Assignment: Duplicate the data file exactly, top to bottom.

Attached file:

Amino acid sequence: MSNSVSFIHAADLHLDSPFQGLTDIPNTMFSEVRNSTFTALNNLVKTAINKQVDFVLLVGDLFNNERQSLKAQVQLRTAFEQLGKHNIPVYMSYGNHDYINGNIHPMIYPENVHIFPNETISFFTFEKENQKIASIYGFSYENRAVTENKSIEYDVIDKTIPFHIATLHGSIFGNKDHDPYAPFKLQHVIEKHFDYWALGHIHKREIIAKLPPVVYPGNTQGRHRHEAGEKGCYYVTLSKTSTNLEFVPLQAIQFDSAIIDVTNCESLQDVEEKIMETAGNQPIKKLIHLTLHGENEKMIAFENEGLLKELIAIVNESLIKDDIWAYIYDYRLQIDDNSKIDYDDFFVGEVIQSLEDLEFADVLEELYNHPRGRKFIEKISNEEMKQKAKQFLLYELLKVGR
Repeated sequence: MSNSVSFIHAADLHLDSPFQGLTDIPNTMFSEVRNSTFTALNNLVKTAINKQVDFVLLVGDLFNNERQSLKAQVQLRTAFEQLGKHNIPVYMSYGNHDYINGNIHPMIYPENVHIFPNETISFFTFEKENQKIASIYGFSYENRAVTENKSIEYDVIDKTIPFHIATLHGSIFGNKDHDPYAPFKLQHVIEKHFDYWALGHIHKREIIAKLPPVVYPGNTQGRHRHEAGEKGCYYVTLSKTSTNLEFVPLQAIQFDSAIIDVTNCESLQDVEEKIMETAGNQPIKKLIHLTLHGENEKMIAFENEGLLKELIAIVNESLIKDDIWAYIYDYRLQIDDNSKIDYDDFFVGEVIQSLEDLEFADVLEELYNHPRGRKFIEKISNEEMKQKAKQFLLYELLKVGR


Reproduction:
Amino acid sequence: MSNSVSFIHAADLHLDSPFQGLTDIPNTMFSEVRNSTFTALNNLVKTAINKQVDFVLLVGDLFNNERQSLKAQVQLRTAFEQLGKHNIPVYMSYGNHDYINGNIHPMIYPENVHIFPNETISFFTFEKENQKIASIYGFSYENRAVTENKSIEYDVIDKTIPFHIATLHGSIFGNKDHDPYAPFKLQHVIEKHFDYWALGHIHKREIIAKLPPVVYPGNTQGRHRHEAGEKGCYYVTLSKTSTNLEFVPLQAIQFDSAIIDVTNCESLQDVEEKIMETAGNQPIKKLIHLTLHGENEKMIAFENEGLLKELIAIVNESLIKDDIWAYIYDYRLQIDDNSKIDYDDFFVGEVIQSLEDLEFADVLEELYNHPRGRKFIEKISNEEMKQKAKQFLLYELLKVGR
Repeated sequence: MSNSVSFIHAADLHLDSPFQGLTDIPNTMFSEVRNSTFTALNNLVKTAINKQVDFVLLVGDLFNNERQSLKAQVQLRTAFEQLGKHNIPVYMSYGNHDYINGNIHPMIYPENVHIFPNETISFFTFEKENQKIASIYGFSYENRAVTENKSIEYDVIDKTIPFHIATLHGSIFGNKDHDPYAPFKLQHVIEKHFDYWALGHIHKREIIAKLPPVVYPGNTQGRHRHEAGEKGCYYVTLSKTSTNLEFVPLQAIQFDSAIIDVTNCESLQDVEEKIMETAGNQPIKKLIHLTLHGENEKMIAFENEGLLKELIAIVNESLIKDDIWAYIYDYRLQIDDNSKIDYDDFFVGEVIQSLEDLEFADVLEELYNHPRGRKFIEKISNEEMKQKAKQFLLYELLKVGR